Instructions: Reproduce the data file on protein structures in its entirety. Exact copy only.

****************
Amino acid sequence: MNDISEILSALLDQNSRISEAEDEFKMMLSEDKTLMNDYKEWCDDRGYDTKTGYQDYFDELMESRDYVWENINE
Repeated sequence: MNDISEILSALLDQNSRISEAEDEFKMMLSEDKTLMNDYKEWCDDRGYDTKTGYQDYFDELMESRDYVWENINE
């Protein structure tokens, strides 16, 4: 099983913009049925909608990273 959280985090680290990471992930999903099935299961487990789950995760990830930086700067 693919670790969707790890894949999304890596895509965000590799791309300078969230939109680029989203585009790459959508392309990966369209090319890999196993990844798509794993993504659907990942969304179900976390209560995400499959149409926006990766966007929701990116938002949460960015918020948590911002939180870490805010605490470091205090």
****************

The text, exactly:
Amino acid sequence: MNDISEILSALLDQNSRISEAEDEFKMMLSEDKTLMNDYKEWCDDRGYDTKTGYQDYFDELMESRDYVWENINE
Repeated sequence: MNDISEILSALLDQNSRISEAEDEFKMMLSEDKTLMNDYKEWCDDRGYDTKTGYQDYFDELMESRDYVWENINE
């Protein structure tokens, strides 16, 4: 099983913009049925909608990273 959280985090680290990471992930999903099935299961487990789950995760990830930086700067 693919670790969707790890894949999304890596895509965000590799791309300078969230939109680029989203585009790459959508392309990966369209090319890999196993990844798509794993993504659907990942969304179900976390209560995400499959149409926006990766966007929701990116938002949460960015918020948590911002939180870490805010605490470091205090």